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Digital IDs Revolutionize Healthcare & Banking

Digital IDs Put You in Control of Your Information

Today we may feel like we’re drowning in information, but if you stop and think about it, you don’t actually control a lot of your own information. Have you found yourself in the dentist or doctor’s office, seeing all those files with color-coded stickers and numbers and wondering what they actually say about you? It’s your information.

Why is it kept out of your reach? Why do you have to peer upside down into the folder your doctor holds —  it’s all about you!

When you need to visit a specialist, you have to call the doctor and have them send your health information to the specialist. If you are taking care of an elderly parent, you have to provide a power of attorney document to each doctor and the health insurance company. It’s time consuming, paper-based and antiquated. Even many “modern” electronic record systems don’t coordinate their information well.

Enter Digital IDs 

Having a digital ID would put the power back in your hands, where it belongs. With a digital ID, you control your own personal information, and you decide who to share it with. You retain control over your identity and your health, financial, demographic, and other personal data.

All this sounds great—and even better, it’s becoming possible. Earlier this week, I attended the Distributed: Health conference, focusing on blockchain technology’s impact on the health industry.

When you create a digital ID with blockchain, you get a private key and a public key that you use to securely exchange money or data. Your digital ID can even indicate that certain information about you can be disclosed if you are incapacitated. 

Blockchain is really just a sequential, irrefutable ledger of encrypted digital events that is shared between parties. Because the ledger is shared with all the participants, all activity is transparent (though the data is not), with no possibility of corruption or counterfeiting. You don’t need a middleman to validate the financial or data transactions, unlike today.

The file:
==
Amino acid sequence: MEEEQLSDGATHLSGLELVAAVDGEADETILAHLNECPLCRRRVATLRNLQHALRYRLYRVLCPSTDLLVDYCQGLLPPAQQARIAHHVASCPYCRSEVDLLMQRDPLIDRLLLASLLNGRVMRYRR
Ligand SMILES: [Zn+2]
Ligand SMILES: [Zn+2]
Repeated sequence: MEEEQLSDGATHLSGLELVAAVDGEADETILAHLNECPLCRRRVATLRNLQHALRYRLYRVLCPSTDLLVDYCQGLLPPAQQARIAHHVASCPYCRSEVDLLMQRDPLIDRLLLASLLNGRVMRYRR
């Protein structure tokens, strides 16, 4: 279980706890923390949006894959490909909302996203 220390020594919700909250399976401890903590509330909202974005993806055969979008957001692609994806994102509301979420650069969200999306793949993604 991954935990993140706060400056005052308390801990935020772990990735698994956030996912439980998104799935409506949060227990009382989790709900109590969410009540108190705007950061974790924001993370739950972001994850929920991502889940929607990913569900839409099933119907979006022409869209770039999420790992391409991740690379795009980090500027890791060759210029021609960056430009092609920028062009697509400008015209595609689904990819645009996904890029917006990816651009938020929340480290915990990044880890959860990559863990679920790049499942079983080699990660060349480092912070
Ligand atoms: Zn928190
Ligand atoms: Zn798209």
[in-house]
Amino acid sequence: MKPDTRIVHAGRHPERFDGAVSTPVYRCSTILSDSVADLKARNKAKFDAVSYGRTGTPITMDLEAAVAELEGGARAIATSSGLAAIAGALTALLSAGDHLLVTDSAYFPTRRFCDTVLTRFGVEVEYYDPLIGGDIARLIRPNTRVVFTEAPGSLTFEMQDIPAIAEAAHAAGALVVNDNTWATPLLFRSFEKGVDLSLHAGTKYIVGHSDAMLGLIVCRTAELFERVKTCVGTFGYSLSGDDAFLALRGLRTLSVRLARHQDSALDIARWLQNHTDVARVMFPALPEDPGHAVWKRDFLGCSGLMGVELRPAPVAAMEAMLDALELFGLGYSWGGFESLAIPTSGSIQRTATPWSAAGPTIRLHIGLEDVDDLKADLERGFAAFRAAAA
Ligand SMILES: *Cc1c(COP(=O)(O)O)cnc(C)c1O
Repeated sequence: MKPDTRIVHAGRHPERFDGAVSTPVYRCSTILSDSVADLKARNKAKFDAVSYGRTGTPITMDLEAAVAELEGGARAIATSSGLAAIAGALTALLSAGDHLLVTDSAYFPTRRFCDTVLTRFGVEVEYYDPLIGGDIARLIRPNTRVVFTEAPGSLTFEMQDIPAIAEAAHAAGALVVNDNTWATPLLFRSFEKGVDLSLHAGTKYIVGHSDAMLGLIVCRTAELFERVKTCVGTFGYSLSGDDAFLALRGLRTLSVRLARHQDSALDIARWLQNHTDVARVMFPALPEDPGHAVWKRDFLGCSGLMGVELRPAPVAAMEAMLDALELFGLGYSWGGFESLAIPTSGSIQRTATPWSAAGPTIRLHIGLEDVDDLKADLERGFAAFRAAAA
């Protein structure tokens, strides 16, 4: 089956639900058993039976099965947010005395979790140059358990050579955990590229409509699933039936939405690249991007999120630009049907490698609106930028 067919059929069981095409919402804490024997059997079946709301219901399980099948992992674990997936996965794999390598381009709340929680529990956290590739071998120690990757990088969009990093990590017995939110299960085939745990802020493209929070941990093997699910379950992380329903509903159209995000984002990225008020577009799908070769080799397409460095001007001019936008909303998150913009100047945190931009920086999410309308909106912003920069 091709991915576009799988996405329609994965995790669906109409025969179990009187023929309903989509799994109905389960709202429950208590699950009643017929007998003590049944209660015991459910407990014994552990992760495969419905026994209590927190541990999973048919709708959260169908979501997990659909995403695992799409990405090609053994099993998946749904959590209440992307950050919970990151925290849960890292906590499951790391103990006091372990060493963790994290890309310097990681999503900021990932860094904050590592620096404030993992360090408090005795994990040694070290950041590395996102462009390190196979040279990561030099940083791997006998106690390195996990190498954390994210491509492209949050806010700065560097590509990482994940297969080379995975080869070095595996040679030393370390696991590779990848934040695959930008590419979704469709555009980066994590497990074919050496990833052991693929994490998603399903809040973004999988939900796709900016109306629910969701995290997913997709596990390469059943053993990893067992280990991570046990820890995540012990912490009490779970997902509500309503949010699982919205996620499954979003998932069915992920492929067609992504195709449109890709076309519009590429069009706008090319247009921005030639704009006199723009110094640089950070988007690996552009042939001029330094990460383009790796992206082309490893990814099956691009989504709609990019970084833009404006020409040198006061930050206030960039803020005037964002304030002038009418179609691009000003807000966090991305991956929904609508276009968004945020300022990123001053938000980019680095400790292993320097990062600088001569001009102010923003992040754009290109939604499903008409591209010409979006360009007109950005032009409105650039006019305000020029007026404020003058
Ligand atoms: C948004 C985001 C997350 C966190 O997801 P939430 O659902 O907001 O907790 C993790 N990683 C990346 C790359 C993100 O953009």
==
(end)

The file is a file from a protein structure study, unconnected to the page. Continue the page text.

For Your Health

In the near-ish future you will have access to a complete history of your sickness (doctor’s office visits) and your health (annual exams, fitness trackers, diet and more). You’ll be able to share this full health profile instantly instead of waiting for paper to be sent. A blockchain-based health ID also provides a full chain of custody from a legal standpoint, protecting your identity and security.

Best of all, you won’t have to log into multiple portals for the doctor, the hospital and your insurance to check for coverage, share information, or schedule appointments. Whew! It’s about time – well, spending less of it managing your healthcare vendors. 

And Banking

Blockchain technology won’t just be revolutionary for healthcare, but also banking. Have you been inside a bank lately? It’s a ghost town. We all use ATMs, or even bank with our smart devices.

Many banks will be implementing systems using blockchain technology by 2020. Why? They hope to serve as the authenticator of your identity when digital tokens are used associated with your identity.

Here’s a simple example: Let’s say I need to send money to a family member in London. Today I have to go to the bank, fill out the paperwork, show them my ID, sign a bunch of stuff, verify I have the funds. It’s a time and paper intensive process. They charge me a transaction fee of $35 - $60 and then I have an exchange rate fee around 3%. Digital IDs and blockchain technology will eliminate a lot of the hassle, charge about a 1% fee, and I can do it from my smartphone. (Of course, if you need to send money in the United States, you can already use Paypal or Venmo for no fee.)

There’s plenty of disruption going on in the marketplace based on the digital demands of the consumer. Blockchain technology makes it possible for the consumer to get what they want and now. As the digital native generations continue to age, being in control, having information at your fingertips, and requiring top-notch security will be the norm. And we’ll all benefit from that.